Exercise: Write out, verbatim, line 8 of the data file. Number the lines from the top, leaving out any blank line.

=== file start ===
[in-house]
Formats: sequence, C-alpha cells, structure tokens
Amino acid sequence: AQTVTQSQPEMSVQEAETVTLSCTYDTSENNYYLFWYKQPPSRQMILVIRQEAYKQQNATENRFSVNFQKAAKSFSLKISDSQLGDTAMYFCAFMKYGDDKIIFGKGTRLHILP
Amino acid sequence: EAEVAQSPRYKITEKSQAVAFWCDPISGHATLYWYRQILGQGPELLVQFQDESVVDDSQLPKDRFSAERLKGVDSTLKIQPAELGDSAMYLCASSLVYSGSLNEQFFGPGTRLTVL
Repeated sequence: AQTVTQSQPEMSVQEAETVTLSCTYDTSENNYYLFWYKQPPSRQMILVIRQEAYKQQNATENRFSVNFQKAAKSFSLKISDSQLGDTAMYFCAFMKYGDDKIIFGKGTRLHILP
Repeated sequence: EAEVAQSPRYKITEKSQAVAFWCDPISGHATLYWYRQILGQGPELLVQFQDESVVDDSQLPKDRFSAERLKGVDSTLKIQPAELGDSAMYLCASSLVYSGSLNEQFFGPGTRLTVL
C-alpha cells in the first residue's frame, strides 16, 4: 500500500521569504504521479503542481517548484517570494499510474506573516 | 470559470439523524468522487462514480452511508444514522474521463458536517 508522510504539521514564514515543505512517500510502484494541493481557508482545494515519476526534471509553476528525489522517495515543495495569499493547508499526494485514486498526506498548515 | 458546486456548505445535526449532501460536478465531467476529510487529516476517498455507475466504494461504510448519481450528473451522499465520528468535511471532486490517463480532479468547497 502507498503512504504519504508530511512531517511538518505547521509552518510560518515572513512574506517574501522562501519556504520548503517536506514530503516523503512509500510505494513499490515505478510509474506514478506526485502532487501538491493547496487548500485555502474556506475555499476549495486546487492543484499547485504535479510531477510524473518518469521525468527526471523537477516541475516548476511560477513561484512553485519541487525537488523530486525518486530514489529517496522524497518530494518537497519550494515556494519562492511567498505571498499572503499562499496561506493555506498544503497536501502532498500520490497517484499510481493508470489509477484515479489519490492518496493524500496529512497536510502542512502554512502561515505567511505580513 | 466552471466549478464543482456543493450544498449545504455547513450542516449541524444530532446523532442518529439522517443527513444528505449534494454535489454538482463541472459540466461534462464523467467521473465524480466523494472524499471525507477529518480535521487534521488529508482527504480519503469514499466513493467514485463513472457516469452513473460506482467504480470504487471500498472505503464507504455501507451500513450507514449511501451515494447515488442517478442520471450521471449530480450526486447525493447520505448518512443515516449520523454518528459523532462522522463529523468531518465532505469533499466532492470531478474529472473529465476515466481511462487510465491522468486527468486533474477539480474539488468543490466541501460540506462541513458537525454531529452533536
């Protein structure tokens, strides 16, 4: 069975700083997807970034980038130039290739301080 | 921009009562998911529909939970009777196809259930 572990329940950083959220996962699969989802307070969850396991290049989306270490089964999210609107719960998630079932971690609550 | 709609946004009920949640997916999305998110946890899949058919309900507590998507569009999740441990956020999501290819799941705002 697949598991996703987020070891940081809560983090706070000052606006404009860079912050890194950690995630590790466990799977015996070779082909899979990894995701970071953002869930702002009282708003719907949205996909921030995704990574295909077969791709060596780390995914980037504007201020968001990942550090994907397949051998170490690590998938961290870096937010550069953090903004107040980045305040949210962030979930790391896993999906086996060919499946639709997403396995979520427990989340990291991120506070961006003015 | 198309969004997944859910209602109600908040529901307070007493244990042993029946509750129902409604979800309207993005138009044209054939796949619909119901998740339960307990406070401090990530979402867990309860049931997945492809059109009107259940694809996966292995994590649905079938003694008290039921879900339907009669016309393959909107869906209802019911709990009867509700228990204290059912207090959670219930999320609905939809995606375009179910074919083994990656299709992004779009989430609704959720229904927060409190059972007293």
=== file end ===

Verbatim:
């Protein structure tokens, strides 16, 4: 069975700083997807970034980038130039290739301080 | 921009009562998911529909939970009777196809259930 572990329940950083959220996962699969989802307070969850396991290049989306270490089964999210609107719960998630079932971690609550 | 709609946004009920949640997916999305998110946890899949058919309900507590998507569009999740441990956020999501290819799941705002 697949598991996703987020070891940081809560983090706070000052606006404009860079912050890194950690995630590790466990799977015996070779082909899979990894995701970071953002869930702002009282708003719907949205996909921030995704990574295909077969791709060596780390995914980037504007201020968001990942550090994907397949051998170490690590998938961290870096937010550069953090903004107040980045305040949210962030979930790391896993999906086996060919499946639709997403396995979520427990989340990291991120506070961006003015 | 198309969004997944859910209602109600908040529901307070007493244990042993029946509750129902409604979800309207993005138009044209054939796949619909119901998740339960307990406070401090990530979402867990309860049931997945492809059109009107259940694809996966292995994590649905079938003694008290039921879900339907009669016309393959909107869906209802019911709990009867509700228990204290059912207090959670219930999320609905939809995606375009179910074919083994990656299709992004779009989430609704959720229904927060409190059972007293």